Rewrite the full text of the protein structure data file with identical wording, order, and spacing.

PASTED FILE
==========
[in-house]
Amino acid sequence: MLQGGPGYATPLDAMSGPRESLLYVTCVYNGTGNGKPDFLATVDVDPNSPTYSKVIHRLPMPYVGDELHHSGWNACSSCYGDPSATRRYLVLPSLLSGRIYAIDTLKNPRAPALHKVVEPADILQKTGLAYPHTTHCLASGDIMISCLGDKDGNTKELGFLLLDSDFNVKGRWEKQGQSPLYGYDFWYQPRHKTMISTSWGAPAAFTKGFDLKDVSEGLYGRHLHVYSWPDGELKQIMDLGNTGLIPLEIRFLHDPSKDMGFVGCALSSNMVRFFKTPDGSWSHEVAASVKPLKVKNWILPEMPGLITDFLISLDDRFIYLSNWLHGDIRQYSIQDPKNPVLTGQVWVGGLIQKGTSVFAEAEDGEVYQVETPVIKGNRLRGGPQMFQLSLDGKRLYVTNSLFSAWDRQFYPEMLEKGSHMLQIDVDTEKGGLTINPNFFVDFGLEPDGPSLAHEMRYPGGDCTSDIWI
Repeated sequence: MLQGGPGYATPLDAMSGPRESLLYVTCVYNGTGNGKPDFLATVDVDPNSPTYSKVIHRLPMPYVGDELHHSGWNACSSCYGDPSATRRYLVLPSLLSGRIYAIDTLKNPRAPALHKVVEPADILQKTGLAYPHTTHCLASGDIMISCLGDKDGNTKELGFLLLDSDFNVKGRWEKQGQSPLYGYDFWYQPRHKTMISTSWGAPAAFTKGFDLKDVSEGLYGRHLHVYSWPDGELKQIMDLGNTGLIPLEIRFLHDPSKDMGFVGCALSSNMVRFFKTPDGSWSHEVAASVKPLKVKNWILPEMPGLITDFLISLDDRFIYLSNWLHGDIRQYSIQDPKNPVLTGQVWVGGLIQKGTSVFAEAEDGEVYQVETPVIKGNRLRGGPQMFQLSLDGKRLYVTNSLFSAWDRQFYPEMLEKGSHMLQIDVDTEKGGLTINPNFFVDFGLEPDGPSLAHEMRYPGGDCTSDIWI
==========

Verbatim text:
[in-house]
Amino acid sequence: MLQGGPGYATPLDAMSGPRESLLYVTCVYNGTGNGKPDFLATVDVDPNSPTYSKVIHRLPMPYVGDELHHSGWNACSSCYGDPSATRRYLVLPSLLSGRIYAIDTLKNPRAPALHKVVEPADILQKTGLAYPHTTHCLASGDIMISCLGDKDGNTKELGFLLLDSDFNVKGRWEKQGQSPLYGYDFWYQPRHKTMISTSWGAPAAFTKGFDLKDVSEGLYGRHLHVYSWPDGELKQIMDLGNTGLIPLEIRFLHDPSKDMGFVGCALSSNMVRFFKTPDGSWSHEVAASVKPLKVKNWILPEMPGLITDFLISLDDRFIYLSNWLHGDIRQYSIQDPKNPVLTGQVWVGGLIQKGTSVFAEAEDGEVYQVETPVIKGNRLRGGPQMFQLSLDGKRLYVTNSLFSAWDRQFYPEMLEKGSHMLQIDVDTEKGGLTINPNFFVDFGLEPDGPSLAHEMRYPGGDCTSDIWI
Repeated sequence: MLQGGPGYATPLDAMSGPRESLLYVTCVYNGTGNGKPDFLATVDVDPNSPTYSKVIHRLPMPYVGDELHHSGWNACSSCYGDPSATRRYLVLPSLLSGRIYAIDTLKNPRAPALHKVVEPADILQKTGLAYPHTTHCLASGDIMISCLGDKDGNTKELGFLLLDSDFNVKGRWEKQGQSPLYGYDFWYQPRHKTMISTSWGAPAAFTKGFDLKDVSEGLYGRHLHVYSWPDGELKQIMDLGNTGLIPLEIRFLHDPSKDMGFVGCALSSNMVRFFKTPDGSWSHEVAASVKPLKVKNWILPEMPGLITDFLISLDDRFIYLSNWLHGDIRQYSIQDPKNPVLTGQVWVGGLIQKGTSVFAEAEDGEVYQVETPVIKGNRLRGGPQMFQLSLDGKRLYVTNSLFSAWDRQFYPEMLEKGSHMLQIDVDTEKGGLTINPNFFVDFGLEPDGPSLAHEMRYPGGDCTSDIWI